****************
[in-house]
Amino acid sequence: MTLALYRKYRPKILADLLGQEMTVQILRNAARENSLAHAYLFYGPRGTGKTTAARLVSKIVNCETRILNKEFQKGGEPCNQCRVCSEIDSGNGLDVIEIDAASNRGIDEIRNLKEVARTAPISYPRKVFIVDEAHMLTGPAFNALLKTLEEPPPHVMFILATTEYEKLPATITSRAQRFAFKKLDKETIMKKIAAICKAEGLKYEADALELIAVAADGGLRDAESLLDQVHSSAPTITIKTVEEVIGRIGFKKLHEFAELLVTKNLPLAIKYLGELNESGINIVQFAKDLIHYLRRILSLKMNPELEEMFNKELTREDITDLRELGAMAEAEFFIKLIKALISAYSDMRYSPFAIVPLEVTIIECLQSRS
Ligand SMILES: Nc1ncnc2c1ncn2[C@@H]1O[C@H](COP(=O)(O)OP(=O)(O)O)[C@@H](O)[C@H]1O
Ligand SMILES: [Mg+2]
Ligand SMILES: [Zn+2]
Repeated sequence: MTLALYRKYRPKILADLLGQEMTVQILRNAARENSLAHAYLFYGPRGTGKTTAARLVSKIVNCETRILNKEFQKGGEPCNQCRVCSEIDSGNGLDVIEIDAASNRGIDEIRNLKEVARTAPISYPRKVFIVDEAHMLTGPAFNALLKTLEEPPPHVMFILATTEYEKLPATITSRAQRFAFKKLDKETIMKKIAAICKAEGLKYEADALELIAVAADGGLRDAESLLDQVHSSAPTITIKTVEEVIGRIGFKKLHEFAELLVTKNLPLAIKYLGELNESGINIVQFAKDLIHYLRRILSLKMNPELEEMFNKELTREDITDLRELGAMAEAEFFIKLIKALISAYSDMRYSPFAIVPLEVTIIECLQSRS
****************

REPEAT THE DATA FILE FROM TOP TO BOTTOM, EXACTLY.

[in-house]
Amino acid sequence: MTLALYRKYRPKILADLLGQEMTVQILRNAARENSLAHAYLFYGPRGTGKTTAARLVSKIVNCETRILNKEFQKGGEPCNQCRVCSEIDSGNGLDVIEIDAASNRGIDEIRNLKEVARTAPISYPRKVFIVDEAHMLTGPAFNALLKTLEEPPPHVMFILATTEYEKLPATITSRAQRFAFKKLDKETIMKKIAAICKAEGLKYEADALELIAVAADGGLRDAESLLDQVHSSAPTITIKTVEEVIGRIGFKKLHEFAELLVTKNLPLAIKYLGELNESGINIVQFAKDLIHYLRRILSLKMNPELEEMFNKELTREDITDLRELGAMAEAEFFIKLIKALISAYSDMRYSPFAIVPLEVTIIECLQSRS
Ligand SMILES: Nc1ncnc2c1ncn2[C@@H]1O[C@H](COP(=O)(O)OP(=O)(O)O)[C@@H](O)[C@H]1O
Ligand SMILES: [Mg+2]
Ligand SMILES: [Zn+2]
Repeated sequence: MTLALYRKYRPKILADLLGQEMTVQILRNAARENSLAHAYLFYGPRGTGKTTAARLVSKIVNCETRILNKEFQKGGEPCNQCRVCSEIDSGNGLDVIEIDAASNRGIDEIRNLKEVARTAPISYPRKVFIVDEAHMLTGPAFNALLKTLEEPPPHVMFILATTEYEKLPATITSRAQRFAFKKLDKETIMKKIAAICKAEGLKYEADALELIAVAADGGLRDAESLLDQVHSSAPTITIKTVEEVIGRIGFKKLHEFAELLVTKNLPLAIKYLGELNESGINIVQFAKDLIHYLRRILSLKMNPELEEMFNKELTREDITDLRELGAMAEAEFFIKLIKALISAYSDMRYSPFAIVPLEVTIIECLQSRS